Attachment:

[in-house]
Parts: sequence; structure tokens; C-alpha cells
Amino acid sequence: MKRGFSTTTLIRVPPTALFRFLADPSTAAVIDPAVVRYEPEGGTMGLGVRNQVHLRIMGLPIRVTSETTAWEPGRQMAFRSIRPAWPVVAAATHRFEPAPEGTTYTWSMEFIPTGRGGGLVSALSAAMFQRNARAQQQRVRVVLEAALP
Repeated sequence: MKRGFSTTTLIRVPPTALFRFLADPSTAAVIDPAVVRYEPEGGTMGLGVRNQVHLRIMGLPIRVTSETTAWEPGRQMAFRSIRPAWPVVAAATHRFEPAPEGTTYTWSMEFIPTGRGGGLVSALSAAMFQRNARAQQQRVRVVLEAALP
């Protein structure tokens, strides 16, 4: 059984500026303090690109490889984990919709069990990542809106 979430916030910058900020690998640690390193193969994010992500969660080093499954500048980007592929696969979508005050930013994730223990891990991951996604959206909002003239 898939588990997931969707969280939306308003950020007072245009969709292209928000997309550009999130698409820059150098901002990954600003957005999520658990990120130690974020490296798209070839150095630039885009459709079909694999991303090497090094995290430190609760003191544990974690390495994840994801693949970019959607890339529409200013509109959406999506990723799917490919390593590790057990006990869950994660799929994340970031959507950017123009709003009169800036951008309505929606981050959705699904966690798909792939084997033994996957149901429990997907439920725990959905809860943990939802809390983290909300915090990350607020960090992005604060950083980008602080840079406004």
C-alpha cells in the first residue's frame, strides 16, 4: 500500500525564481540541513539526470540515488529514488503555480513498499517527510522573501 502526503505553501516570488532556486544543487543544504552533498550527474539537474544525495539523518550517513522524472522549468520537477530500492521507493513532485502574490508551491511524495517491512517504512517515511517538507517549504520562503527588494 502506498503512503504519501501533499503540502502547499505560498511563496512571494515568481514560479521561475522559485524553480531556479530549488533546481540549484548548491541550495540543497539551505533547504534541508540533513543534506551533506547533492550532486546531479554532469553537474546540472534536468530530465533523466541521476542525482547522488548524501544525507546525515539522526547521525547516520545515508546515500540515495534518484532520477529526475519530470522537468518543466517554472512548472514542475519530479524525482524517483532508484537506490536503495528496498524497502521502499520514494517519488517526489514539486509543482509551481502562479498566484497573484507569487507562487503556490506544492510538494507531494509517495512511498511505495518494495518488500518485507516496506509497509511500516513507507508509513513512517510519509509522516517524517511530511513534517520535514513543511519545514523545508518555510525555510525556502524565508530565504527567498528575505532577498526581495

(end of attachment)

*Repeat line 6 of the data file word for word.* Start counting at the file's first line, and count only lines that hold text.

C-alpha cells in the first residue's frame, strides 16, 4: 500500500525564481540541513539526470540515488529514488503555480513498499517527510522573501 502526503505553501516570488532556486544543487543544504552533498550527474539537474544525495539523518550517513522524472522549468520537477530500492521507493513532485502574490508551491511524495517491512517504512517515511517538507517549504520562503527588494 502506498503512503504519501501533499503540502502547499505560498511563496512571494515568481514560479521561475522559485524553480531556479530549488533546481540549484548548491541550495540543497539551505533547504534541508540533513543534506551533506547533492550532486546531479554532469553537474546540472534536468530530465533523466541521476542525482547522488548524501544525507546525515539522526547521525547516520545515508546515500540515495534518484532520477529526475519530470522537468518543466517554472512548472514542475519530479524525482524517483532508484537506490536503495528496498524497502521502499520514494517519488517526489514539486509543482509551481502562479498566484497573484507569487507562487503556490506544492510538494507531494509517495512511498511505495518494495518488500518485507516496506509497509511500516513507507508509513513512517510519509509522516517524517511530511513534517520535514513543511519545514523545508518555510525555510525556502524565508530565504527567498528575505532577498526581495